“By designing the hotel inside and out, down to the last detail, we were able to maintain a high level of quality and continuity. Inside, the bold black and white interior palette establishes a strong identity – we defined the individual character of each space through variations in tone, texture and scale. This commitment to quality throughout would not have been possible without the encouragement of our client and our shared goal to create an exceptional experience for guests.”
ME Hotel, London, UK (Project)
Architect: Foster + Partners
Construction start: 2005
Area: 28 070 m²
Client: Grupo Urvasco S.A.
Structural Engineer: Buro Happold
Quantity Surveyor: Davis Langdon
M+E Engineer: BDSP
Lighting Engineer: Gordon Ingram Associates
The triangular site of the ME Hotel on the corner of Aldwych was once the home of the Gaiety Theatre, which was damaged during the war and demolished to make way for an office development. Completing the grand sweep of buildings that make up the 1920s crescent, the new scheme repairs the urban grain and restores a little lost glamour to the heart of the West End. The project, which is due to open in summer 2012, is the first flagship hotel in which everything, from the shell of the building to the bathroom fittings, has been designed by Foster + Partners – the result is an elegant fusion of interior and exterior design that signals a new contemporary approach for London’s boutique hotels.
The design seamlessly integrates the construction of a new 157-bed hotel with the restoration of the adjacent 1904 Marconi House, whose interior has been entirely restructured to accommodate 87 apartments.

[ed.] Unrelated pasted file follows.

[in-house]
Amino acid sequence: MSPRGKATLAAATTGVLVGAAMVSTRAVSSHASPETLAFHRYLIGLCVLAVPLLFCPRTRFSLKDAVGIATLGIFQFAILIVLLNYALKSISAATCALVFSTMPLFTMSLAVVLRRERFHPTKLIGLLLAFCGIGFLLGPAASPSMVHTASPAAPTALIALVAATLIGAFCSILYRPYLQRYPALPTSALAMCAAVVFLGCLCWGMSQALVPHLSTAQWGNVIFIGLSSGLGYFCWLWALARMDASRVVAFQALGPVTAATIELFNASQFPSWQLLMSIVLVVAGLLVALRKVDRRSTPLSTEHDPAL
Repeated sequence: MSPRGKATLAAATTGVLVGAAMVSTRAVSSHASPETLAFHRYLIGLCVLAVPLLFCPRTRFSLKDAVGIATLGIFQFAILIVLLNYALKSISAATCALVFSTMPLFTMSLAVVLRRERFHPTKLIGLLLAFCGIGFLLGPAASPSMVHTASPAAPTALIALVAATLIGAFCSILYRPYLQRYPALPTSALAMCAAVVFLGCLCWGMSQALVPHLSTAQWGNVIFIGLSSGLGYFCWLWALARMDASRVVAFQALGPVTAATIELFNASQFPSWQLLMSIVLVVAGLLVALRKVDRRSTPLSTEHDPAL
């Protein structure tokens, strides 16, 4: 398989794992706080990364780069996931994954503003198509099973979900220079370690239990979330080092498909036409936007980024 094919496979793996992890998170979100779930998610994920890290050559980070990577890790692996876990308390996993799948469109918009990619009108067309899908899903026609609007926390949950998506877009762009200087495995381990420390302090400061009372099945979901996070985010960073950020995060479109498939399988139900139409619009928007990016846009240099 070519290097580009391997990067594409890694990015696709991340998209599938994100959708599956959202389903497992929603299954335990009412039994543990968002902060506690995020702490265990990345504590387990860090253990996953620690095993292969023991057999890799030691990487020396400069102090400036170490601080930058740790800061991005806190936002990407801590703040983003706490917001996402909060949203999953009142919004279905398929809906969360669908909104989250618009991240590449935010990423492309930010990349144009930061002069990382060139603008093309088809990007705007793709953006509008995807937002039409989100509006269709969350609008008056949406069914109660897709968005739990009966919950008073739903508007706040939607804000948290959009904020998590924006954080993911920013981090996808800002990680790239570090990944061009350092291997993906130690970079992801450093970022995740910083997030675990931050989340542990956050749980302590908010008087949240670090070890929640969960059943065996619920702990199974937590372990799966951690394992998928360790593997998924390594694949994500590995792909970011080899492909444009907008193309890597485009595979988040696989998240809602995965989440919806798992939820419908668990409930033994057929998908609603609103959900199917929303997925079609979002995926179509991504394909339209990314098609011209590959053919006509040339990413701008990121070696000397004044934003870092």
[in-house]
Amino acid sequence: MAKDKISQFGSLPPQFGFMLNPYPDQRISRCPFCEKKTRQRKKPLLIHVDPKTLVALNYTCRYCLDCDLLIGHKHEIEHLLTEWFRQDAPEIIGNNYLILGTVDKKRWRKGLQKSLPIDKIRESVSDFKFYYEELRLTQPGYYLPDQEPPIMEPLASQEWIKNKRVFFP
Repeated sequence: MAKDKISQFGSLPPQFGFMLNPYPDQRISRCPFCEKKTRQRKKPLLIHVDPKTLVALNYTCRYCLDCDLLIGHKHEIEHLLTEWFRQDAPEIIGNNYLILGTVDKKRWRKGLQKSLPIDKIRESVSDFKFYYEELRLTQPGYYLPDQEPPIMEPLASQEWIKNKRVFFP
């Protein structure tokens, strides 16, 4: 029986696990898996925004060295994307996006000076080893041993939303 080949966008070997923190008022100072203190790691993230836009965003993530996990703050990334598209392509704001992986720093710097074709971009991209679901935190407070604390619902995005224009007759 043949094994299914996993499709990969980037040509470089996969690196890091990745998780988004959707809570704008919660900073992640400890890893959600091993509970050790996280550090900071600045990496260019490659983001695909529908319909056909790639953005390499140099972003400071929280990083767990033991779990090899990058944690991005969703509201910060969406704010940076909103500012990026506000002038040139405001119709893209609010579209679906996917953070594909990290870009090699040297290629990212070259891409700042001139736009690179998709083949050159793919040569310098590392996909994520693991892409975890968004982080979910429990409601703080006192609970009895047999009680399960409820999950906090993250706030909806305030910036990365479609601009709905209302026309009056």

In the 1970s, the building’s façade underwent considerable alteration – the project involved reinstating the mansard roof in natural slate tiles, recreating the original dormer windows and restoring the masonry using carefully matched Portland stone. The new hotel building corresponds in height, scale and materials to its neighbour. Its minimal detailing, simple, triangular oriel windows and Portland stone facade give a sense of cohesion, and the setback of the hotel’s upper level terraces follows the mansard roof of Marconi House. Projecting from the façade, the hotel’s triangular bays reveal long views of the Strand, while maintaining similar proportions to the windows of Marconi House. An elliptical tower on the corner of the hotel defines the end-point for the Aldwych Crescent and marks the main entrance at street level, which is sheltered beneath a wide glass canopy.
The corner tower is topped by a glass cupola – a contemporary reinterpretation of the Edwardian-style domed roof opposite.
The arrangement of functions establishes a natural hierarchy of privacy, which extends from the public spaces at street level to the guest terraces and roof garden at the very top of the building. The interior concept fuses contemporary detailing with classical traditions, its dramatic monochrome palette a combination of rich textures and luxurious natural materials. On the top floor, the hotel’s rooftop terraces are an urban oasis, with a sky bar and gardens with spectacular views of the river and Westminster skyline.